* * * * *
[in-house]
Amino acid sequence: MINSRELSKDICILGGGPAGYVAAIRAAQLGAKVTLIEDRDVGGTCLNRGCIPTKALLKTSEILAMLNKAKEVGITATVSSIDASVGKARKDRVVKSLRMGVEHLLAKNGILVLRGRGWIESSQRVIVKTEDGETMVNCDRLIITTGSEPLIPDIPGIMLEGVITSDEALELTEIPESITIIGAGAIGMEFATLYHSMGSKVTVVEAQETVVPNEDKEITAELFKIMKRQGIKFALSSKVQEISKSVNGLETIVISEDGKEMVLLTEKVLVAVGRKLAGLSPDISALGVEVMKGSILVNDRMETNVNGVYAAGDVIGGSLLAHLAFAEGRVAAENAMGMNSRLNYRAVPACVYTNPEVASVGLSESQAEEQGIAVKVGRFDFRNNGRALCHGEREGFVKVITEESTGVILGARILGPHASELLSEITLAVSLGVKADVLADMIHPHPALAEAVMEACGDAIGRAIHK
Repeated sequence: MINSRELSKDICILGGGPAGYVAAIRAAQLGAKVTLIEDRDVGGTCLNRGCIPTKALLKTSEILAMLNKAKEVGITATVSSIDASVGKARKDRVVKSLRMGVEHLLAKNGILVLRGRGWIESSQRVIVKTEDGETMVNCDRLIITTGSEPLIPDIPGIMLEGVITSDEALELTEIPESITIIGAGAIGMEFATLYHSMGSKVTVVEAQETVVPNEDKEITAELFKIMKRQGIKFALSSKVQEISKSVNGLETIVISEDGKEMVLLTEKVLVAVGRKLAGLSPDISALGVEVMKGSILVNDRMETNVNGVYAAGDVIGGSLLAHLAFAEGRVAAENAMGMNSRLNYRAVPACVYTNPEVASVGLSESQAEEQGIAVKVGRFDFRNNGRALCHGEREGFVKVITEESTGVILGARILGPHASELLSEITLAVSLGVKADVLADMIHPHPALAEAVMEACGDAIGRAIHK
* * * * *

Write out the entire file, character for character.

[in-house]
Amino acid sequence: MINSRELSKDICILGGGPAGYVAAIRAAQLGAKVTLIEDRDVGGTCLNRGCIPTKALLKTSEILAMLNKAKEVGITATVSSIDASVGKARKDRVVKSLRMGVEHLLAKNGILVLRGRGWIESSQRVIVKTEDGETMVNCDRLIITTGSEPLIPDIPGIMLEGVITSDEALELTEIPESITIIGAGAIGMEFATLYHSMGSKVTVVEAQETVVPNEDKEITAELFKIMKRQGIKFALSSKVQEISKSVNGLETIVISEDGKEMVLLTEKVLVAVGRKLAGLSPDISALGVEVMKGSILVNDRMETNVNGVYAAGDVIGGSLLAHLAFAEGRVAAENAMGMNSRLNYRAVPACVYTNPEVASVGLSESQAEEQGIAVKVGRFDFRNNGRALCHGEREGFVKVITEESTGVILGARILGPHASELLSEITLAVSLGVKADVLADMIHPHPALAEAVMEACGDAIGRAIHK
Repeated sequence: MINSRELSKDICILGGGPAGYVAAIRAAQLGAKVTLIEDRDVGGTCLNRGCIPTKALLKTSEILAMLNKAKEVGITATVSSIDASVGKARKDRVVKSLRMGVEHLLAKNGILVLRGRGWIESSQRVIVKTEDGETMVNCDRLIITTGSEPLIPDIPGIMLEGVITSDEALELTEIPESITIIGAGAIGMEFATLYHSMGSKVTVVEAQETVVPNEDKEITAELFKIMKRQGIKFALSSKVQEISKSVNGLETIVISEDGKEMVLLTEKVLVAVGRKLAGLSPDISALGVEVMKGSILVNDRMETNVNGVYAAGDVIGGSLLAHLAFAEGRVAAENAMGMNSRLNYRAVPACVYTNPEVASVGLSESQAEEQGIAVKVGRFDFRNNGRALCHGEREGFVKVITEESTGVILGARILGPHASELLSEITLAVSLGVKADVLADMIHPHPALAEAVMEACGDAIGRAIHK